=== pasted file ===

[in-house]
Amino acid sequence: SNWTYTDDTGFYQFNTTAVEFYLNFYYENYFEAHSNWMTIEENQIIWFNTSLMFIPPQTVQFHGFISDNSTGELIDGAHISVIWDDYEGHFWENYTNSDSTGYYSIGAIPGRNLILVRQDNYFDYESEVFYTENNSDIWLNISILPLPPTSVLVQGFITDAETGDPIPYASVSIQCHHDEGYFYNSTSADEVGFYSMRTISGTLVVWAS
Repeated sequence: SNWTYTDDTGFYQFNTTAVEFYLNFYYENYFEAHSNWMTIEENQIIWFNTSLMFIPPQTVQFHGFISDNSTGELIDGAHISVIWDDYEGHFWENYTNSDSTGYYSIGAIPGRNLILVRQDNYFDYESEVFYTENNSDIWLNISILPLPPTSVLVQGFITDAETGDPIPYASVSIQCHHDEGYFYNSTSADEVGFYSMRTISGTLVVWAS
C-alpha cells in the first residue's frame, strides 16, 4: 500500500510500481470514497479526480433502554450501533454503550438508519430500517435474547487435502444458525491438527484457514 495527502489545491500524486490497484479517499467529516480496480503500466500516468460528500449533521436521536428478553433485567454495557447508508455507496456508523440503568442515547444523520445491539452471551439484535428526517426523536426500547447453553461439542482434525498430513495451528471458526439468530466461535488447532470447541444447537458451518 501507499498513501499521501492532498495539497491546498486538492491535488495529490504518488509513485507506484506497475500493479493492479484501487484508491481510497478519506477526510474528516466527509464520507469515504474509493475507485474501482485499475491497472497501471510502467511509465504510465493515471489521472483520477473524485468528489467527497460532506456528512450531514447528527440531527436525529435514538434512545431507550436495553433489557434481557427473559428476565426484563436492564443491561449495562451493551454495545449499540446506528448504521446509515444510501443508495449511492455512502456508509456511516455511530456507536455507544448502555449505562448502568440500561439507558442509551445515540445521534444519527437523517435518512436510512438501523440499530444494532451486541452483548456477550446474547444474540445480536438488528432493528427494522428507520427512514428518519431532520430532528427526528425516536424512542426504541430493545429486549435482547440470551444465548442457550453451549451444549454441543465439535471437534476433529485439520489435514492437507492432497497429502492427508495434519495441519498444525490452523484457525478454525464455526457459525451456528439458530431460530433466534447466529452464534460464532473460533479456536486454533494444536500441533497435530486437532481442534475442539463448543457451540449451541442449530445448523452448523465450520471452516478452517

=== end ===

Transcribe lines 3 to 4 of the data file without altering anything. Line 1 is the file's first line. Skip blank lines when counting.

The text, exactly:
Repeated sequence: SNWTYTDDTGFYQFNTTAVEFYLNFYYENYFEAHSNWMTIEENQIIWFNTSLMFIPPQTVQFHGFISDNSTGELIDGAHISVIWDDYEGHFWENYTNSDSTGYYSIGAIPGRNLILVRQDNYFDYESEVFYTENNSDIWLNISILPLPPTSVLVQGFITDAETGDPIPYASVSIQCHHDEGYFYNSTSADEVGFYSMRTISGTLVVWAS
C-alpha cells in the first residue's frame, strides 16, 4: 500500500510500481470514497479526480433502554450501533454503550438508519430500517435474547487435502444458525491438527484457514 495527502489545491500524486490497484479517499467529516480496480503500466500516468460528500449533521436521536428478553433485567454495557447508508455507496456508523440503568442515547444523520445491539452471551439484535428526517426523536426500547447453553461439542482434525498430513495451528471458526439468530466461535488447532470447541444447537458451518 501507499498513501499521501492532498495539497491546498486538492491535488495529490504518488509513485507506484506497475500493479493492479484501487484508491481510497478519506477526510474528516466527509464520507469515504474509493475507485474501482485499475491497472497501471510502467511509465504510465493515471489521472483520477473524485468528489467527497460532506456528512450531514447528527440531527436525529435514538434512545431507550436495553433489557434481557427473559428476565426484563436492564443491561449495562451493551454495545449499540446506528448504521446509515444510501443508495449511492455512502456508509456511516455511530456507536455507544448502555449505562448502568440500561439507558442509551445515540445521534444519527437523517435518512436510512438501523440499530444494532451486541452483548456477550446474547444474540445480536438488528432493528427494522428507520427512514428518519431532520430532528427526528425516536424512542426504541430493545429486549435482547440470551444465548442457550453451549451444549454441543465439535471437534476433529485439520489435514492437507492432497497429502492427508495434519495441519498444525490452523484457525478454525464455526457459525451456528439458530431460530433466534447466529452464534460464532473460533479456536486454533494444536500441533497435530486437532481442534475442539463448543457451540449451541442449530445448523452448523465450520471452516478452517